“…the general health warning is that tattoo inks are provided by a sector of the cosmetics industry which is unregulated and there for standards and quality vary widely. Toxic ingredients are quite common, and depending on what type of inks the consumer uses in a tattoo may have long-ranging effects on their health, and this is not often considered when the decision to get tattooed is made.” [Source]
The question to be asked is what is driving this demand, is just that now pop culture, media and marketing has made it ‘cool’? Is it because of some sadomasochistic desire for pain and reward? Is it about differentiation and a sense of belonging to a tribe? Or is it a hunt for identity as every new tattoo tells the outside more about what is going on inside? These questions lead us to examine why do people choose to get a tattoo? Why that image? Why another skull, knife, tree, yin/yang, pistol, flower, Buddha, sun or moon?
Here, Carl Jung might offer an insight into the symbolism of images chosen. Firstly, let’s assume the majority of people do not involve their psycho-analyst in a process of discernment when selecting the image to be inked and could therefore be considered an unconscious act. Meaning that the images people have tattooed could represent a part of their unconscious identity manifest in the real world. However rather than examine, explore, test and look into the symbolism of the image, it is left on the skin as a constant reminder and is never integrated as an identity one wants to own or discard.
‘I frequently encountered tattoos with a mandala symbol. This is exactly the symbol Jung dreamed, drew and embraced when he descended into his unconscious, a journey captured in the “Red Book.” Jung considered the mandala an ancient symbol, representing psychological formations, transformation and eternal re-creation. He saw the mandala as a symbol of self; it was a circular pattern that contained design motifs which were universal in nature, across cultures and time. The mandala represented the wholeness of personality.’ [Source]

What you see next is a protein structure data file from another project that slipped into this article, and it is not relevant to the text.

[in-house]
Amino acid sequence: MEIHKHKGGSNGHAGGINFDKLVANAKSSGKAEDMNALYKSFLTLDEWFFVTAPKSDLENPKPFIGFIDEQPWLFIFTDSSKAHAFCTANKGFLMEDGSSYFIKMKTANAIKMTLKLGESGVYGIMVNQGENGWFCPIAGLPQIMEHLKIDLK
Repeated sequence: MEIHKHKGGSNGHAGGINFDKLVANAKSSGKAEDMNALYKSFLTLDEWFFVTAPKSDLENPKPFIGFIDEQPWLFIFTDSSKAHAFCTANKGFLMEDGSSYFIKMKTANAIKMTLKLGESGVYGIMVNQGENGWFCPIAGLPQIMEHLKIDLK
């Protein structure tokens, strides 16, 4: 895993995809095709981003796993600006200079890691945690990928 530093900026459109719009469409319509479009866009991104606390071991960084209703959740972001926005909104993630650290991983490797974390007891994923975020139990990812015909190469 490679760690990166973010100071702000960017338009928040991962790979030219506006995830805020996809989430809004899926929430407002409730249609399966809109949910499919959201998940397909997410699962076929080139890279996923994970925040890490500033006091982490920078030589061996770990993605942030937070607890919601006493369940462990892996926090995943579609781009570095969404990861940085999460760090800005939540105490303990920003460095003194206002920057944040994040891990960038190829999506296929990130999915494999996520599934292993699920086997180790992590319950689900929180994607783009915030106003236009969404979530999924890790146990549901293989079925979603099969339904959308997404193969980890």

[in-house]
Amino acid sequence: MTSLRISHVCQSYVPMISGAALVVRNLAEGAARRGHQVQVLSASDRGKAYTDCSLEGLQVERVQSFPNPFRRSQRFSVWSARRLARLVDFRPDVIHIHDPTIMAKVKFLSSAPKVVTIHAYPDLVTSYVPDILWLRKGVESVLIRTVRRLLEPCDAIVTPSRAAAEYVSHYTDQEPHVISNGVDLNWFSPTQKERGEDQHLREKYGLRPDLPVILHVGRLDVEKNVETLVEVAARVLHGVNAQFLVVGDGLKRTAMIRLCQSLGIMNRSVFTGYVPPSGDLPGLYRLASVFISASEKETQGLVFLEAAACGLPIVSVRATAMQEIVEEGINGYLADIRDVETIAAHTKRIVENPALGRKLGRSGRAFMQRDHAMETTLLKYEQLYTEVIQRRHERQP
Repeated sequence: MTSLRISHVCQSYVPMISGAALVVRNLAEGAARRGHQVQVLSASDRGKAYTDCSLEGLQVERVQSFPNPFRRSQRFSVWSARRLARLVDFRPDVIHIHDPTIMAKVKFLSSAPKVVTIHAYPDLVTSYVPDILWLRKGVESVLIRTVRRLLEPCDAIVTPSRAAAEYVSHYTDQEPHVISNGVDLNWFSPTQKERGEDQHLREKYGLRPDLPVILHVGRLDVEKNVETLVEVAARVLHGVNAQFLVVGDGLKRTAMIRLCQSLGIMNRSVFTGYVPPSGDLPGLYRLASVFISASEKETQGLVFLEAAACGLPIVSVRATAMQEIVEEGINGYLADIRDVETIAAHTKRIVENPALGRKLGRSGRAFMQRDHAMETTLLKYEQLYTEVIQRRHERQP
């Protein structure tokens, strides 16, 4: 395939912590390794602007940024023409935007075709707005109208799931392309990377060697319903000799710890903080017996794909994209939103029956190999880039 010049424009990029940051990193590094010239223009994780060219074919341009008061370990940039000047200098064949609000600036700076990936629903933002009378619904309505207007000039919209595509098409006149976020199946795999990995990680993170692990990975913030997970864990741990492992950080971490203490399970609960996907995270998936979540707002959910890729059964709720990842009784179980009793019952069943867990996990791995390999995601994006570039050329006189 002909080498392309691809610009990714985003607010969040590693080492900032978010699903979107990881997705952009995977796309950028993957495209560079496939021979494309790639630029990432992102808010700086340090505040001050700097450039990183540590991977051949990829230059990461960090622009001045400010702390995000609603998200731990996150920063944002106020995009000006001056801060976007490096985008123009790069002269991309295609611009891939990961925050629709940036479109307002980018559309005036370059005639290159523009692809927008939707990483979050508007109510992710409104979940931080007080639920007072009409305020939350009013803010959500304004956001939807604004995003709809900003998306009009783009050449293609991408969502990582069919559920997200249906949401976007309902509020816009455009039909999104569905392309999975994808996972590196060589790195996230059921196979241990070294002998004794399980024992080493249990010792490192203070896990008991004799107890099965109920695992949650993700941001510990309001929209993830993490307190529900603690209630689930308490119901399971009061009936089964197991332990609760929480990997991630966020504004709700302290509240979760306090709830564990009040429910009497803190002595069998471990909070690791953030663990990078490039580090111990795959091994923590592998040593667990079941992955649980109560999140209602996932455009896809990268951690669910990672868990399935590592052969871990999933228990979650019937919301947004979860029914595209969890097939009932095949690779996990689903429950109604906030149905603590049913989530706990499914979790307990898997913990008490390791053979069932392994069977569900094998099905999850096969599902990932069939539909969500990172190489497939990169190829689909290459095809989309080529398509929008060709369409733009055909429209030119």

The shift in tattoo culture from historical tribal significance to symbols or sub-culture and now into the main stream pop culture means it is now in the arena of social status, such as a clothing brands and susceptible to social engineering through marketing. So whether you believe you are your tattoos or they are you, you believe they demonstrate significant events or symbols of your identity, be sure to question what the symbolism really says about you. Remember images have meaning across time and this meaning can be associated across time, in the case of the Egyptian mummy 5,200 years. So what will your canvass say as a carcass about you and your society if preserved and discovered in the year 7,218?
About the Author
Michael Parkes is a staff writer for Waking Times, the author of the blog, Michael works at the intersection of environment, sustainability, food production, nutritional impact and human behaviour. He is the Director of Sustainable Behaviours for The Global Leadership Practice, a trained Organisational Analysis Consultant, the Grubb Institute of Behavioural Studies, UK; Masters of Environment, Bachelor of Medical Sciences, Post Graduate Diploma of Applied Science; Australia. Practitioner Ashtanga yoga; Digital Creative and Global Citizen.
This article (Tattoo Culture and the Search for Identity) was originally created and published by Waking Times and is printed here under a Creative Commons license with attribution to Michael Parkes and WakingTimes.com. It may be re-posted freely with proper attribution and author bio.